we touched this same spot with our hands, our feet, our gaze and our dreams

Friday, March 22, 2013

The naked truth in Japan

A heap of round bodies squirms and squeals as the chilly night air descends upon it. Its outer rim of pale exposed flesh shudders in the lantern light like an inflated over-plucked chicken. Rolling down the streets, it passes crowds of people who shuffle along under the shadows of rickety buildings, clutching steaming buns and sticks that drip with jammy sauce. Buttocks jiggle, arms flail, loincloths flash like crumpled smiles into the dark….

No, this isn’t a scene from a Heironymous Bosch painting. It is, in fact, the somewhat less infernal Hadaka Matsuri, or Naked Man Festival. Yes, that’s right, a festival for hoards of Japanese men to brave freezing temperatures in barely more than their birthday suits.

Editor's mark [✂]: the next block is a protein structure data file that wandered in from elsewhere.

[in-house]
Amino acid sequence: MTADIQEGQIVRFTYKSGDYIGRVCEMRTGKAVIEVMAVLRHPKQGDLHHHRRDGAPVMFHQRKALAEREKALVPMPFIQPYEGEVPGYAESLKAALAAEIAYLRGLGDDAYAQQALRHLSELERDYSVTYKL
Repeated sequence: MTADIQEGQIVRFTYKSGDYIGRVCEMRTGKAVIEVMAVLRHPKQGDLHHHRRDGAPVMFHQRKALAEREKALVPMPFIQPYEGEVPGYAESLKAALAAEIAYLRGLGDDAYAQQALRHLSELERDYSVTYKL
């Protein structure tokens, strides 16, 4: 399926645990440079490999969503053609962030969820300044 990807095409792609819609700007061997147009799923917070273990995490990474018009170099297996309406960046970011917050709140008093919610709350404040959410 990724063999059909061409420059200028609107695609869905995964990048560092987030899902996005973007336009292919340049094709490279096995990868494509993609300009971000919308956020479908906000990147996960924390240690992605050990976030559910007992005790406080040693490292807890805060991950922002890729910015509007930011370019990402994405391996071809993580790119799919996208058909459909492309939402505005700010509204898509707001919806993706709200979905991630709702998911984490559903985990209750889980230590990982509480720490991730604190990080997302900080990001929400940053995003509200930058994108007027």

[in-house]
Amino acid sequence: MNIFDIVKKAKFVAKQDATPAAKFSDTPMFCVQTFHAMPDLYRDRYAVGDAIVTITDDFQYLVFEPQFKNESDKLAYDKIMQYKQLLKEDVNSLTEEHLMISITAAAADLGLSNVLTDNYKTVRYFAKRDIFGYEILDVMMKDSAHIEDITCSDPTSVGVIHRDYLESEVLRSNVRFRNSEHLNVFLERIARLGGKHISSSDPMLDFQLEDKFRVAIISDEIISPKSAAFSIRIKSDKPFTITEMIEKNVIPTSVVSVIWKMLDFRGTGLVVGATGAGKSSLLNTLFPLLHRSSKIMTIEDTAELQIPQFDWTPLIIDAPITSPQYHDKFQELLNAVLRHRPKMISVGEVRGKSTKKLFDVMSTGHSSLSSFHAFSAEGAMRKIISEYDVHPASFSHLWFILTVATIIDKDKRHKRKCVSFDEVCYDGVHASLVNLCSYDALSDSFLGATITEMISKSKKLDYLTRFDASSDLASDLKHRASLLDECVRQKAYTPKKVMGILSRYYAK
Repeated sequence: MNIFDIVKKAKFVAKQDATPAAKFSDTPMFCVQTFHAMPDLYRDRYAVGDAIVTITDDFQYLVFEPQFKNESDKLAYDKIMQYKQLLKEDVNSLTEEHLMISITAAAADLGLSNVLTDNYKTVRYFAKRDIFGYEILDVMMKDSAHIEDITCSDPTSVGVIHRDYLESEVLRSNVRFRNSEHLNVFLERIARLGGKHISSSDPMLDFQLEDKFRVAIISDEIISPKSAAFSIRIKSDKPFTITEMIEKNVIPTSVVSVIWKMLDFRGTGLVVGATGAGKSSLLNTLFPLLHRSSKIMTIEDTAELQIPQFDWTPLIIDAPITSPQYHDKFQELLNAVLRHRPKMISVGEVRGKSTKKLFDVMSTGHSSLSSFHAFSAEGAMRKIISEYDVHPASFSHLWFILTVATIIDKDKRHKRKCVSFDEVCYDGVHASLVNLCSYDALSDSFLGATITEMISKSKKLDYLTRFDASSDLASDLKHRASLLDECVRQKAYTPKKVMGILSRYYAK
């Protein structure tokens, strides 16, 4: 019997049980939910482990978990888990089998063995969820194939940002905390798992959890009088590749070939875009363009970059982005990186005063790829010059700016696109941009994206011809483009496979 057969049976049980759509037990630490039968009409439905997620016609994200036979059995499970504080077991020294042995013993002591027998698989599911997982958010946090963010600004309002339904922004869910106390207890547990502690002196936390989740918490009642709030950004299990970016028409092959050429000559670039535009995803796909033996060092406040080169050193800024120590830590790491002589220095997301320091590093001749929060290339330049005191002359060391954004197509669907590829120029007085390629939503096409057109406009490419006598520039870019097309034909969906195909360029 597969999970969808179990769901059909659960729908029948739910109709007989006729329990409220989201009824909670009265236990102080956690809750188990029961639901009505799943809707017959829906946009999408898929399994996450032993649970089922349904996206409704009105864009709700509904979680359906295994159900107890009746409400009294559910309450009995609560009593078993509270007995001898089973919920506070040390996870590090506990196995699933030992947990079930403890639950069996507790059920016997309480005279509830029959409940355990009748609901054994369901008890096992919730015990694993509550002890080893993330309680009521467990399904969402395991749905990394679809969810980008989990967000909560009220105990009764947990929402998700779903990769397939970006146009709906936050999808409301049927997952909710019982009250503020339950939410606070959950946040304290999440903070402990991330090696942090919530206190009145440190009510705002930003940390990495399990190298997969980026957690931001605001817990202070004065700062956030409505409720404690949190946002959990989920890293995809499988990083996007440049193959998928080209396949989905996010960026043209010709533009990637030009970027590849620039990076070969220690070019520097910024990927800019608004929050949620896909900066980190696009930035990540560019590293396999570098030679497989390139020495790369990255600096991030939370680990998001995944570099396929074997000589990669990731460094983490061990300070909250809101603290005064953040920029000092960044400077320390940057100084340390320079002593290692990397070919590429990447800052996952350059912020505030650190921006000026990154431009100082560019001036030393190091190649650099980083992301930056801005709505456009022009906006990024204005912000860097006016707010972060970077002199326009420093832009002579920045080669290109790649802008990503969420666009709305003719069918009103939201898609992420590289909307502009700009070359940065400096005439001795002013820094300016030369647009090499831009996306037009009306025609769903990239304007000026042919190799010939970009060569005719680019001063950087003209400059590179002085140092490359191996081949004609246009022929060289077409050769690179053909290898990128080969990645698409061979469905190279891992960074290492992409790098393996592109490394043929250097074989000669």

The Naked Man Festival has a long tradition in Japan, with a deep well of symbolism that goes beyond the surface of its wrinkled hindquarters. And if one were to flip through a Japanese history book, references to nudity would come hard and fast - from images of feudal peasants working fields unclothed, to public baths peppered with naked bodies. Given these aspects of Japanese history and culture, it would be easy to assume that nudity is commonplace in Japan, and not necessarily linked to sexuality as it is in the West.

In “Pink Samurai,” Nicholas Bornoff writes: “At the two extremes of female and male in popular culture, one finds the geisha and the sumo wrestler: the dainty living doll standing for femininity and the mountainous icon of macho flesh with the little porcine eyes.”

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